Earthquake Study Guide:
*Stress: Movement of the Earth's plates creates great forces that squeeze and pull the rock in the crust. A force that acts on an area of rock to change its shape or volume.
*Tension: Type of stress called tension pulls on the crust, stretching rock so that it becomes thinner in the middle (Landform result-Valley)
*Compression: Type of stress called compression squeezes rock until it folds or breaks (Landform result- Mountains)
*Shearing: Stress that pushes a mass of rock in two opposite directions
(Landform result- Faults & Earthquakes)
*Faults: A break or crack in Earth's lithosphere, along which the rock moves. Breaks in the Earth's crust where rocks have slipped past each other.
*Folding: bends in rock that form when compression shortens and thickens part of the Earth's crust.
*Anticline: A fold in rock that bends upward into an arch(picture#178)
*Syncline: A fold in rock that bends downward to form a valley (picture #178)
*Normal Fault: Tension in Earth's crust pulls rock apart. The fault is at an angle, so one block of rock lies above the other block of rock. (picture #176)
*Hanging Wall: The block that lies above is called the hanging wall.
*Footwall: The rock that lies below is called the footwall.
*Reverse Fault: In places where the rock of the crust is pushed together, compression causes reverse faults to form. It has the same structure as the normal fault, but the blocks of rocks move in the opposite direction (picture # 177)
*Strike-Slip Fault: In places where the plates move past each other, shearing creates strike slip faults. The rocks on either side of the fault slip past each other sideways, with little up or down motion.
*Plateau: Large area of flat land elevated high above sea level. Some form when forces in the Earth's crust push up a large, flat block of rock. It is wider then it is tall.
*Earthquake: Is the shaking that results from the sudden movement of rock along a fault. Most earthquakes begin in the lithosphere.
*Focus: Is the area beneath Earth's surface where rock that is under stress breaks, triggering an earthquake.
*Epicenter: The point on the surface directly above the focus.
*Seismic Wave: Vibrations that travel through Earth carrying the energy released during an earthquake. They carry energy from an earthquake away from the focus, through the Earth's interior and across the surface.
*P Wave: The first waves to arrive from the earthquake are "Primary Waves", They are seismic waves that compress and expand the ground like an accordion. Can move through solids & liquids.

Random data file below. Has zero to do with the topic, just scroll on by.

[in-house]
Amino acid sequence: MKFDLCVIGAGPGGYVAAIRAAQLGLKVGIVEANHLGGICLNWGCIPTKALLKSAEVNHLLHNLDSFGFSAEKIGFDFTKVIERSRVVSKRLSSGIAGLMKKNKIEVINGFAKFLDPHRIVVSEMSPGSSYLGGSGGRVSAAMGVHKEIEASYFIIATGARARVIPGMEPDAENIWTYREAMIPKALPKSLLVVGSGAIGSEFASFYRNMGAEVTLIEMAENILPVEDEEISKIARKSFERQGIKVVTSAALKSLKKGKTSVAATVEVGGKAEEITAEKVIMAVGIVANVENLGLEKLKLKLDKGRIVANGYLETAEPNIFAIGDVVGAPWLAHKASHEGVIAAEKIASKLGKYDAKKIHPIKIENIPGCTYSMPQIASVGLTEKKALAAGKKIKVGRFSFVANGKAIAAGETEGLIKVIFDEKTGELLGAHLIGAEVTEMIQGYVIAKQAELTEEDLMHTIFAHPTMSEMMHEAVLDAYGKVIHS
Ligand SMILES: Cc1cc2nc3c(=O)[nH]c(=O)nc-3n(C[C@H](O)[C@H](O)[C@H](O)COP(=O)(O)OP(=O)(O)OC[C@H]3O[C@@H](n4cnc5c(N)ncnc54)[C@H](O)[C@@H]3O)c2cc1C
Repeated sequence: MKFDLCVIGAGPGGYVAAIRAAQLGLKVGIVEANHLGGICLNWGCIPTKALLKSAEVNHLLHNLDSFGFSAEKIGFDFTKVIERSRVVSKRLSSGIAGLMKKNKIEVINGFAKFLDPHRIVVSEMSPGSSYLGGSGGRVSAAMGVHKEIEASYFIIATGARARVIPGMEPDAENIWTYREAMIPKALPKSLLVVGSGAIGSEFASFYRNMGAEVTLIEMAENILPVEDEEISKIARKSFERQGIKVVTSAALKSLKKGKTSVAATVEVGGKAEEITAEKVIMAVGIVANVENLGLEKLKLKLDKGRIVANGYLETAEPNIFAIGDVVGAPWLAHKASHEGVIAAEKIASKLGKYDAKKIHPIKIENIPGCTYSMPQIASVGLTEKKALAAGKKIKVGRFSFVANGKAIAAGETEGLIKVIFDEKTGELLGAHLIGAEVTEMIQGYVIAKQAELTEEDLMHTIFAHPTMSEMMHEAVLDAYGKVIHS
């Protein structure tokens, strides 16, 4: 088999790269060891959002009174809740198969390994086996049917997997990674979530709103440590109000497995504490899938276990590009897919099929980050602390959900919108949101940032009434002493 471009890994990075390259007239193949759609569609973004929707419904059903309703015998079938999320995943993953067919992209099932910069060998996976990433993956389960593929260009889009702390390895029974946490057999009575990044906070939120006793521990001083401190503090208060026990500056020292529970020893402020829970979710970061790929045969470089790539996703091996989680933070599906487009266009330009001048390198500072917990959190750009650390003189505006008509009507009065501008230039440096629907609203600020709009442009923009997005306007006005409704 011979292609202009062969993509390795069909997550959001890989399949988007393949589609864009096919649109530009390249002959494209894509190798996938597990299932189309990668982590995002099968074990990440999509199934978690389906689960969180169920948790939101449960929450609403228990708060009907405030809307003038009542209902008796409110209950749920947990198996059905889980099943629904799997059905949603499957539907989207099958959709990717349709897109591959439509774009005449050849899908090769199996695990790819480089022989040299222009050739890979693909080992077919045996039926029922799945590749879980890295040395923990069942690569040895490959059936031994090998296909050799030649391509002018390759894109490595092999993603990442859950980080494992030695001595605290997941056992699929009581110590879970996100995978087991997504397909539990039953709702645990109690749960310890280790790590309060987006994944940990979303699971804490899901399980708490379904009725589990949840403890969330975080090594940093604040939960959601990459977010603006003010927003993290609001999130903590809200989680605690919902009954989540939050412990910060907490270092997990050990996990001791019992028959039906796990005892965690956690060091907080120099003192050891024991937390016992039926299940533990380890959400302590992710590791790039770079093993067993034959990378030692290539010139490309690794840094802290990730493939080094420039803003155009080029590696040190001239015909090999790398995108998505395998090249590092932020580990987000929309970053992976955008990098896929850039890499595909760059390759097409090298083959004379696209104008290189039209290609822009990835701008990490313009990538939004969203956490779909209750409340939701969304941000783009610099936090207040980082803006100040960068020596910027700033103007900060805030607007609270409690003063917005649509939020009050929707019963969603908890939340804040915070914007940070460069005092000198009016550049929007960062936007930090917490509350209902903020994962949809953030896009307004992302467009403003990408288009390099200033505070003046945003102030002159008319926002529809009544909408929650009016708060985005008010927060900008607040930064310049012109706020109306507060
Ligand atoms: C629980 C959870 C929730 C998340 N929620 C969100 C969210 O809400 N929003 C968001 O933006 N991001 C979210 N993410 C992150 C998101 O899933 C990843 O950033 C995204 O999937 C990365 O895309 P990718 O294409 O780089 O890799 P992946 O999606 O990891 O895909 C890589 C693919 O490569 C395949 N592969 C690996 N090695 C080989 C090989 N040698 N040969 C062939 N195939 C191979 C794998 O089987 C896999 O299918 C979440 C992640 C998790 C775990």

*S Waves: After P Waves come the "Secondary Waves." They are seismic waves that vibrate from side to side as well as up and down. They shake the ground back and forth. They can't move through liquids, just solids.
* Surface Waves: When P and S waves reach the surface, some become surface waves. They move more slowly then P & S waves, but produce severe ground movements, Moves ground like ocean waves and shakes buildings side to side.
*Mercalli Scale: was developed to rate earthquakes according to their intensity or strength at a given place- 12 step scale- the same earthquake can have different Mercalli ratings because it's intensity varies depending on locations.
*Richer Scale: assigns a magnitude number to an earthquake based on the size of seismic waves.
*Moment Magnitude Scale: Rating system that estimates the total energy released by an earthquake. Can be used to rate earthquakes of all sizes, near or far away. The geologists use the data on how much movement occurred along the fault and the strength of the rocks that broke when the fault slipped. Used now by most geologists.
*Magnitude: a number that geologists assign to an earthquake based on the earthquake size. The geologists determine the magnitude by measuring the seismic waves and fault movement during earthquakes.
*Seismograph: The seismic waves are measured by the seismograph. An instrument that records and measures seismic waves.
*Seismogram: The record of an earthquakes seismic waves produced by a seismograph. Zigzag pattern of lines that represent the earthquake.
*Liquefaction: occurs when an earthquakes violent shaking suddenly turns loose, soft soil into liquid mud. Is likely where the soil is full of moisture. As the ground gives way, buildings sink and pull apart.
*Aftershock: Is an earthquake that occurs after a larger earthquake in the same area. May strike hours, days or months later.
*Tsunami: When an earthquake jolts the ocean floor, plate movement causes the ocean floor to rise slightly and push water out of its way. The water displaced by the earthquake may form a large wave called a tsunami. As it approaches shallow water, the wave grows into a mountain of water.
*Base isolator: designed to reduce the amount of energy that reaches the building during an earthquake. Base isolator buildings rest on shock absorbing rubber pods or springs.
*Mass Damper: Dampers work like the shock absorbers in a car to absorb some of the energy of seismic waves.
*Flexible pipes: Water and gas pipes have flexible joints that bend when energy passes through them, reducing damage.
*Active tendon system: Sensors notify a computer that the building is moving. Then, the computer activates devices to shift a large weight to counteract the movement.
*Steel cross braces: are placed between stories of a building to stiffen a buildings frame and absorb energy during an earthquake.